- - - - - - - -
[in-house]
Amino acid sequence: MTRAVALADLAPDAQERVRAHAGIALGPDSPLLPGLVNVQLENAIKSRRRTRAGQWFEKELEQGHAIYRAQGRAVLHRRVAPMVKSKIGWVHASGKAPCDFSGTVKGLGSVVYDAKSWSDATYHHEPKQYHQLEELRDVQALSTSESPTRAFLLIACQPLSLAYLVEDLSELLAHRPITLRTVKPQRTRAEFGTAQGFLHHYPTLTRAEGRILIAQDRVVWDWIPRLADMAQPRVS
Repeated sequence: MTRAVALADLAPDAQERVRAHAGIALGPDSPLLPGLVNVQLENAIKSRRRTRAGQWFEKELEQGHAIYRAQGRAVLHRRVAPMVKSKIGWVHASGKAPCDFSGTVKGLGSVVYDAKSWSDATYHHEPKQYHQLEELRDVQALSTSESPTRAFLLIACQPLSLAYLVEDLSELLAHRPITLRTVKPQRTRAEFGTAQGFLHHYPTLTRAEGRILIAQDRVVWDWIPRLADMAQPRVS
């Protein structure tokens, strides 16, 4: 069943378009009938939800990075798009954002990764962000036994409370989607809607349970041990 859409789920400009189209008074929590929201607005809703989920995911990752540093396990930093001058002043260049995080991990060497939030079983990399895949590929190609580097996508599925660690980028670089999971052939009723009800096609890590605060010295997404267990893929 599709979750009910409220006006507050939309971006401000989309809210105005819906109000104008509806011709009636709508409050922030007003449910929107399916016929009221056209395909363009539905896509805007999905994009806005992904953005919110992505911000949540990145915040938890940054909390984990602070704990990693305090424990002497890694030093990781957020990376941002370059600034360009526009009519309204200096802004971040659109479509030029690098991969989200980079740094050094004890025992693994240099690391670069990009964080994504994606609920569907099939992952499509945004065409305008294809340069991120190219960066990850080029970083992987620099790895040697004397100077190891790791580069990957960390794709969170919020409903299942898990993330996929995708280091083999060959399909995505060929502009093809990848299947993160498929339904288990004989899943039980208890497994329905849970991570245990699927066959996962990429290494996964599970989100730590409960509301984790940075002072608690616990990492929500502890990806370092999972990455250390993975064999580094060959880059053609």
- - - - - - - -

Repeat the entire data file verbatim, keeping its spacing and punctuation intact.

[in-house]
Amino acid sequence: MTRAVALADLAPDAQERVRAHAGIALGPDSPLLPGLVNVQLENAIKSRRRTRAGQWFEKELEQGHAIYRAQGRAVLHRRVAPMVKSKIGWVHASGKAPCDFSGTVKGLGSVVYDAKSWSDATYHHEPKQYHQLEELRDVQALSTSESPTRAFLLIACQPLSLAYLVEDLSELLAHRPITLRTVKPQRTRAEFGTAQGFLHHYPTLTRAEGRILIAQDRVVWDWIPRLADMAQPRVS
Repeated sequence: MTRAVALADLAPDAQERVRAHAGIALGPDSPLLPGLVNVQLENAIKSRRRTRAGQWFEKELEQGHAIYRAQGRAVLHRRVAPMVKSKIGWVHASGKAPCDFSGTVKGLGSVVYDAKSWSDATYHHEPKQYHQLEELRDVQALSTSESPTRAFLLIACQPLSLAYLVEDLSELLAHRPITLRTVKPQRTRAEFGTAQGFLHHYPTLTRAEGRILIAQDRVVWDWIPRLADMAQPRVS
């Protein structure tokens, strides 16, 4: 069943378009009938939800990075798009954002990764962000036994409370989607809607349970041990 859409789920400009189209008074929590929201607005809703989920995911990752540093396990930093001058002043260049995080991990060497939030079983990399895949590929190609580097996508599925660690980028670089999971052939009723009800096609890590605060010295997404267990893929 599709979750009910409220006006507050939309971006401000989309809210105005819906109000104008509806011709009636709508409050922030007003449910929107399916016929009221056209395909363009539905896509805007999905994009806005992904953005919110992505911000949540990145915040938890940054909390984990602070704990990693305090424990002497890694030093990781957020990376941002370059600034360009526009009519309204200096802004971040659109479509030029690098991969989200980079740094050094004890025992693994240099690391670069990009964080994504994606609920569907099939992952499509945004065409305008294809340069991120190219960066990850080029970083992987620099790895040697004397100077190891790791580069990957960390794709969170919020409903299942898990993330996929995708280091083999060959399909995505060929502009093809990848299947993160498929339904288990004989899943039980208890497994329905849970991570245990699927066959996962990429290494996964599970989100730590409960509301984790940075002072608690616990990492929500502890990806370092999972990455250390993975064999580094060959880059053609």